2007-10-29

Signing HTTP requests

When I first started thinking about signing HTTP responses, I assumed that signing HTTP requests was a fairly similar problem and that a single solution could deal with signing requests as well as responses.  But after thinking about it some more, I'm not so sure.

The first thing to bear in mind is that signing an HTTP request or response is not an end in itself, but merely a mechanism to achieve a particular goal.  The purpose of the proposal that I've been developing in this series of posts is to allow somebody that receives a representation of a resource to verify the integrity and origin of that representation; the mechanism for achieving this is signing HTTP responses.

The second thing to bear in mind is the advantages of this proposal over https.  Realistically, there's not much point to a proposal in this space unless it has compelling advantages over https. There are two advantages that I find compelling:

  • better performance: clients can verify the integrity of responses without negatively impacting HTTP caching, whereas requests and responses that go over https cannot be cached by proxies;
  • persistent non-repudiation: by this I mean a client that verifies the integrity and origin of a resource can easily persist metadata that makes it possible to subsequently prove what was verified to a third party.

One key factor that allows these advantages is that the proposal does not provide confidentiality.

As compared to other approaches to signing messages (such as S/MIME), the key advantage is that the signature will be automatically ignored by clients that don't understand it, just by virtue of normal HTTP extensibility rules.

If we turn to signing HTTP requests, or more specifically HTTP GET requests, none of the above considerations apply.

  • The goal of signing an HTTP GET request is typically to allow the server to restrict access to resources.
  • If you're really serious about restricting access to resources, and you want to protect against malicious proxies, then you will want to protect the confidentiality of the response; if the request includes a signature that says x authorizes y to access resource r at time t, then the representation of r in the response ought to be encrypted using y's public key.
  • Furthermore, if a server is restricting access to resources, then the signature on the request can't be optional, so the advantage over other message signing approaches such as S/MIME disappears.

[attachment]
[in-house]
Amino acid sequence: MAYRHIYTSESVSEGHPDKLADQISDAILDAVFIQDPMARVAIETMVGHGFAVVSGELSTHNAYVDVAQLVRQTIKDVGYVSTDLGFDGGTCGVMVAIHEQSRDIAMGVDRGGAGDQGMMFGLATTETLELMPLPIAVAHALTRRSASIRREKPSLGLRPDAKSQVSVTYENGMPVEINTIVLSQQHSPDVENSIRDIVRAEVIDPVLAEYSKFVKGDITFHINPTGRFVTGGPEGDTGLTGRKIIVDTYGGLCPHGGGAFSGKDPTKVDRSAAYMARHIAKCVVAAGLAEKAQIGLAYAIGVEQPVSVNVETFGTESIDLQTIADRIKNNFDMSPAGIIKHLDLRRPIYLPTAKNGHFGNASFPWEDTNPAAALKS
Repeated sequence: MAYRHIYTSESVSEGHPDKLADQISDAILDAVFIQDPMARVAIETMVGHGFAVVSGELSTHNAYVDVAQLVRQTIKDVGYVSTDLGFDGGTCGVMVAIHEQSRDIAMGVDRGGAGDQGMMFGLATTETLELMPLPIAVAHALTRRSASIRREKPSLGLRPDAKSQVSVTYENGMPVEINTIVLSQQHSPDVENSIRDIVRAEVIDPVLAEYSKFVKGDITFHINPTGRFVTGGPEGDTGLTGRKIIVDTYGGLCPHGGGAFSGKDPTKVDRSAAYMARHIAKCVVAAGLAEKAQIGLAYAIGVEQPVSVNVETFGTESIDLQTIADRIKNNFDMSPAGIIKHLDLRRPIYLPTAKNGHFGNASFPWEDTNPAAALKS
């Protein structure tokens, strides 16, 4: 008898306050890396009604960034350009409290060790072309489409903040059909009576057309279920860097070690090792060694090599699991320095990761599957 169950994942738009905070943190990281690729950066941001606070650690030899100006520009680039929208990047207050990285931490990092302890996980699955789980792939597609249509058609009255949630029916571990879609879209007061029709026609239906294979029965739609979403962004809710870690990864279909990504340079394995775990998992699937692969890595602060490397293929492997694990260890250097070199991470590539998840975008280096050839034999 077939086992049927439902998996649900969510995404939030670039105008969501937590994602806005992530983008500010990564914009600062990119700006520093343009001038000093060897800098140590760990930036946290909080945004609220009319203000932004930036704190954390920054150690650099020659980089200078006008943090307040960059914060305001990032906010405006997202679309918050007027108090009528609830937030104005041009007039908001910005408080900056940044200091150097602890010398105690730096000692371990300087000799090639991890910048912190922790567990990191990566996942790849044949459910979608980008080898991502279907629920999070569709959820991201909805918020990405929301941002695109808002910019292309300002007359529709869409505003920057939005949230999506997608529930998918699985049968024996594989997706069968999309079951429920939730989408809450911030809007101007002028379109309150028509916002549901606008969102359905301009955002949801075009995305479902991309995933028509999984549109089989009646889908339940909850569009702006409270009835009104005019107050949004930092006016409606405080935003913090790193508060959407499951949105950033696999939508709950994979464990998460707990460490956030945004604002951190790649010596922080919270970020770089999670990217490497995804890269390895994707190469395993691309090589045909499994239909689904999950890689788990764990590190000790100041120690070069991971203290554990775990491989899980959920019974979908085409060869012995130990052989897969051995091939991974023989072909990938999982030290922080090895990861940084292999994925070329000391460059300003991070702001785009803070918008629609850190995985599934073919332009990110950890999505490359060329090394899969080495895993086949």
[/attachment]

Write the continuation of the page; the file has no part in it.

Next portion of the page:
• Adding signatures to HTTP GET requests is inherently going to inhibit caching. A cached response to a request signed by x for resource r cannot in general be used to respond to a request signed by y for resource r.
  • Neither of the compelling advantages (better performance, and persistent non-repudiation) which I mentioned above applies any longer.

On the other hand, if we consider signing HTTP PUT (and possibly POST) requests, then there seems to be more commonality.  Signing an HTTP PUT request serves the goal of allowing the server to verify the integrity and origin of the representation of a resource transferred from the client.  Although I don't think there will be a significant performance advantage over https, persistent non-repudiation could be useful.

I think my conclusion is that it's better to think of the proposal not as a proposal for signing HTTP responses, but as a proposal for allowing verification of the origin and integrity of transfers of representations of resources. When considered in this light, signing of HTTP GET requests doesn't really fit in.

By the way, I'm not saying HTTP request signing isn't a useful technique. For example, OAuth is using it to solve an important problem: allowing users to grant applications limited access to private resources. But I think that's a very different problem from the problem that I'm trying to solve.

2 comments:

James Snell said...

Agreed. We are essentially signing the entity body and it's context; We are not signing the request or the response per se.

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